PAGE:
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Situated on the north east coast of Majorca, Alcudia is an authentic and traditional town that has maintained its Majorcan charm. Surrounded by 14th century walls, Alcudia was built two miles inland to help protect local inhabitants from the threat of pirate attacks.

Though pirates are no longer a threat, the walls remain a sign of Alcudia's history and are a great starting point to do any sightseeing.  This town now thrives on the tourism industry, showcasing quaint and authentic shops and cafés behind the city walls.

Further towards the coast, the Port of Alcudia is home to one of the longest golden beaches in Majorca. This area, only a short distance from the Old Town of Alcudia, caters more to families looking to relax in the sun.

Unlike some of the more lively destinations in Majorca, Alcudia has managed to retain good quality, traditional Majorcan food at the heart of it’s menu. Hearty stews and fresh fish dishes are always a firm favourite among locals and visitors alike. Although paella, stuffed vegetables, tapas and lobster stews also make an appearance at many restaurants.

In the old town many of the restaurants are inside the rustic walls and serve up authentic, homemade food with a classic Majorcan touch. Towards the marina though, you’ll find a range of more modern restaurants serving up a variety of Spanish, Moroccan and Middle Eastern dishes.

Down by the coast there’s also a variety of bars ready to spoil you with anything from a cooling white wine spritzer, a refreshing beer or a speciality cocktail. Although if you’re just wanting good old Spanish sangria, they probably serve that too!

The preserved and pedestrianized Old Town of Alcudia is one of the most visited villages in Majorca. Inside the Roman walls lies a wealth of history including a well preserved amphitheatre. Carved out of bed rock, this ruin was probably used to stage theatre productions and gymnastics when it was first created.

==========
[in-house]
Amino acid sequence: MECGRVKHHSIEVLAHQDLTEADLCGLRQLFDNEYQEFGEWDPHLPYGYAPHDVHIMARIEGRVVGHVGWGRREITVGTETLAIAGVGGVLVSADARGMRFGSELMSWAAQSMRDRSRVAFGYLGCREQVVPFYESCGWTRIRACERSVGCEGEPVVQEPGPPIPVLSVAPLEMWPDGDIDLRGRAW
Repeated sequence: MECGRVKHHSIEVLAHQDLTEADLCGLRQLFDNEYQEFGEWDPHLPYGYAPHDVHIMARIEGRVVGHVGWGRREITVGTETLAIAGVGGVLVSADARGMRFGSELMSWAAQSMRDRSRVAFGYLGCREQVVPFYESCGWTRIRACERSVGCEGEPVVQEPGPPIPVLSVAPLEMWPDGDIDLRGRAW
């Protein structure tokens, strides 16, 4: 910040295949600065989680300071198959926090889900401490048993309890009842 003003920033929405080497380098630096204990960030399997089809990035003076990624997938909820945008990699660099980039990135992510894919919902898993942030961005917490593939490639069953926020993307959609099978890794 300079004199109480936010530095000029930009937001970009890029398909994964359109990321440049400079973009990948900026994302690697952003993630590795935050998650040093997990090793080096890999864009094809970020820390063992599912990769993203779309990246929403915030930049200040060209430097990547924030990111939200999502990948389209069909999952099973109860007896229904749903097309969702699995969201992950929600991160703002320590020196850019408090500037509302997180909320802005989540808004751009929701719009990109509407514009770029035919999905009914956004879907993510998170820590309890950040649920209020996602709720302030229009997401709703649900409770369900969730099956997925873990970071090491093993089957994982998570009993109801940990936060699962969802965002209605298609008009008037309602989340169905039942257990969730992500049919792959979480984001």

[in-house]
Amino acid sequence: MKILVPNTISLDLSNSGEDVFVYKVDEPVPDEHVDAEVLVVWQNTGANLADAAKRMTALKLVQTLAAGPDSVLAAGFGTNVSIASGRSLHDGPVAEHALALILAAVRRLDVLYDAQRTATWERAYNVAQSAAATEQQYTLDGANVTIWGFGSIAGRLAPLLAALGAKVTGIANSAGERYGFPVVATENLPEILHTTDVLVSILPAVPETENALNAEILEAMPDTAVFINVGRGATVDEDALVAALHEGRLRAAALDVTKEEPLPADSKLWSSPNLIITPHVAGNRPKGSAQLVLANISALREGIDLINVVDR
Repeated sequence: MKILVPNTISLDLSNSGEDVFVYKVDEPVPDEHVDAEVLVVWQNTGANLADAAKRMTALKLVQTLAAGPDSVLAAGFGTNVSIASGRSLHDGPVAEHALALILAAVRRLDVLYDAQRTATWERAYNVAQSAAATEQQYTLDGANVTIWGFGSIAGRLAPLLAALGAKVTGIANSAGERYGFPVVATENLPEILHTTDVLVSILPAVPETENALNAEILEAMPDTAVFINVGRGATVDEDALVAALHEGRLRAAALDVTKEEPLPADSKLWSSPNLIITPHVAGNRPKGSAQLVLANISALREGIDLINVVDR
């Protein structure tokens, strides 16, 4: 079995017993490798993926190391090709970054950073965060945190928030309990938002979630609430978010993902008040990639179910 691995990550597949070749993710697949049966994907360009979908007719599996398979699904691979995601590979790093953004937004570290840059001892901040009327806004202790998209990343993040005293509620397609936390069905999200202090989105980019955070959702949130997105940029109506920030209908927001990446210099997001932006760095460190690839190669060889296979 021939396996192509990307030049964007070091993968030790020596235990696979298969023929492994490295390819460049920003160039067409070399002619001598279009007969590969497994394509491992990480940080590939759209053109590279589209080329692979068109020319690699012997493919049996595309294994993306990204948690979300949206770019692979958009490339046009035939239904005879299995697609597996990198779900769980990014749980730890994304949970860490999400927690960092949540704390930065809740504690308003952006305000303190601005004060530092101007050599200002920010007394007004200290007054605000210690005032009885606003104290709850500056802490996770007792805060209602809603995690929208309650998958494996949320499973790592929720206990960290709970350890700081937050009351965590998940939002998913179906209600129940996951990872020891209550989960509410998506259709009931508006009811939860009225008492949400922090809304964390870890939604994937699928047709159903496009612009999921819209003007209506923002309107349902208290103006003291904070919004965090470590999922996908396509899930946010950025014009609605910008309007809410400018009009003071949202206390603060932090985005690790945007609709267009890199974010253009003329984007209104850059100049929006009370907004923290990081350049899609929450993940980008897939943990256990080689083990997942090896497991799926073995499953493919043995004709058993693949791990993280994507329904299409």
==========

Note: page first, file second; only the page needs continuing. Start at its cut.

You’ll also find San Jaume church, one of the tallest buildings in Alcudia, sitting near the centre of town. This namesake of this church is celebrated every year at the Festival of St Jaume, a 9 day celebration at the beginning of July where streets are decorated in a variety of themes! Look out for the Night of the Romans, where everyone dresses in traditional Roman wear!

If you visit Alcudia on a Tuesday or Sunday, you’ll be able to wander around the market next to the city walls. This is a great place to pick up some local gifts or to try some delicious food for lunch! The nearby market village of Pollensa has a great market if you miss the one in Alcudia and Inca is the place to go if you’re looking for any leather goods.

Head towards the coast away from the Old Town of Alcudia and you’ll be greeted by a beautiful, golden sweeping coast. Perfect for families, this sweeping shoreline has shallow waters from the beach so you can spend a relaxing day in the sun. If you’re looking for an active day in the water, the popular Hidropark has many slippery slides to entertain the whole family.

Location of Alcudia

Key Facts

  • Language: Spanish
  • Currency: Euro
  • Time Difference from UK: 1
  • Flight time: London: 2 hours
  • When to go: April - October

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